Monday, May 13th, 2013

Dip Nibs


bakanekosan dip nibs instagram

The first steel nibbed pens are historically noted as having been produced in 1803 but they may have been in use as early as 1725. Unlike a fountain pen, dip pens have no ink reservoir which means that they must be charged by continuously dipping the nibs in ink. Per Wiki: “Some illustrators and cartoonists (who are the main current users of such pens) are more likely to charge the pen with an eyedropper or a syringe, which gives them more control over the amount of ink applied.”

Brause rosenib076_750

Did you know that Exaclair is the American distributor of Brause nibs? Brause manufactures steel nibs for writing, drawing and decorating. Since 1850, Brause has been crafting a complete set of nibs considered to be one of the best on the market by calligraphers. With over 100 years of manufacturing experience, Brause is one of the rare companies to guarantee an essential quality for its nibs: a subtle balance between relative elasticity for easier writing, and necessary resistance for clear strokes.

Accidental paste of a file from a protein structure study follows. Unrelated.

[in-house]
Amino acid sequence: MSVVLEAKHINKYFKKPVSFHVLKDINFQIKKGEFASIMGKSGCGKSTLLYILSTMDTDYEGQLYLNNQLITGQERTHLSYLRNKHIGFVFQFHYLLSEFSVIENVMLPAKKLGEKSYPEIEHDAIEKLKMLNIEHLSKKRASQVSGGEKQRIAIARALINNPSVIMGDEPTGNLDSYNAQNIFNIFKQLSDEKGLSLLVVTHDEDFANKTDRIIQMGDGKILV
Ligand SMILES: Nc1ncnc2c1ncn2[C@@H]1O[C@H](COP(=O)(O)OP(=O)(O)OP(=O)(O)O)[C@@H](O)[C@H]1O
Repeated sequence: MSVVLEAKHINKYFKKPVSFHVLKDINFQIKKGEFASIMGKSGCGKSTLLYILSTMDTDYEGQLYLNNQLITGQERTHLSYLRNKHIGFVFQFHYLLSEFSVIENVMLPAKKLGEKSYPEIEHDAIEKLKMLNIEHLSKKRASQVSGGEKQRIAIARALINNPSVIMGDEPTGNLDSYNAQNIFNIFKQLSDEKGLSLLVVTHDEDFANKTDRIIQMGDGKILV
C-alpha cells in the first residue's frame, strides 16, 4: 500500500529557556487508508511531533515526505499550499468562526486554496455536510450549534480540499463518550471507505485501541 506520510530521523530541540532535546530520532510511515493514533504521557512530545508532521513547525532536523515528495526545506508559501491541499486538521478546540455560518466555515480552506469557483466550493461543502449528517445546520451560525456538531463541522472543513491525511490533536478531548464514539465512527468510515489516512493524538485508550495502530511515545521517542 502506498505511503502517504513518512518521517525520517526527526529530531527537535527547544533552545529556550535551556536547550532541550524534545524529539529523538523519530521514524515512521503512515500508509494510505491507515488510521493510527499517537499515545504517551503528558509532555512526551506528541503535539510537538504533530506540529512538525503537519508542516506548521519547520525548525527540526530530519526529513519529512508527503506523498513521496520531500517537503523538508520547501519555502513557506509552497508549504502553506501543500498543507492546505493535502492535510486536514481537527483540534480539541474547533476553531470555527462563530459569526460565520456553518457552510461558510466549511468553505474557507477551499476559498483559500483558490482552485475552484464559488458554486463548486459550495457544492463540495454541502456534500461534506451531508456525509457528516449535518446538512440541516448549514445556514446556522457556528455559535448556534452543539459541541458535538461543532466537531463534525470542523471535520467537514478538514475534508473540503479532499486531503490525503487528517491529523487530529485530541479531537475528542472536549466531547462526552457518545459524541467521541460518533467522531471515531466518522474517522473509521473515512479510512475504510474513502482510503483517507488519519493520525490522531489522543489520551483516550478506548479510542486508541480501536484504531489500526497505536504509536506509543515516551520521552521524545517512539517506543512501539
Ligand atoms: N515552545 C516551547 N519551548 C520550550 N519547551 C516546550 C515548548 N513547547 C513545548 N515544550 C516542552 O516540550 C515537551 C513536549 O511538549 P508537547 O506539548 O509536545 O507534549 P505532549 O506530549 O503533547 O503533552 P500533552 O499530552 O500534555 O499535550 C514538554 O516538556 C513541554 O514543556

Top nib image courtesy of bakanekosan on Instagram.

2 thoughts on “Dip Nibs

  1. A while ago I received a box in the mail from a relative. Inside was pure treasure: part of the contents of an old desk owned by two relatives I’d met as a child and whom I’d thought were the world’s most interesting people…a woman who was a Spanish professor at a university in the 1930’s and her husband, a journalist who’d traveled the world. In and among the bits and small boxes was a cylindrical matchbox from Germany that had been used by the two of them for holding pen nibs of all sorts and styles. Now and then I just spread them out to look…such delicate cuts and swirls…funny how such a daily object can transport a person to another place and time…

  2. If you put a drop of ink on the back of the nib (where the ink stays), you don’t get random blobs like you do from dipping. Cleaner, too. :)

    Works wonders for acrylic ink.

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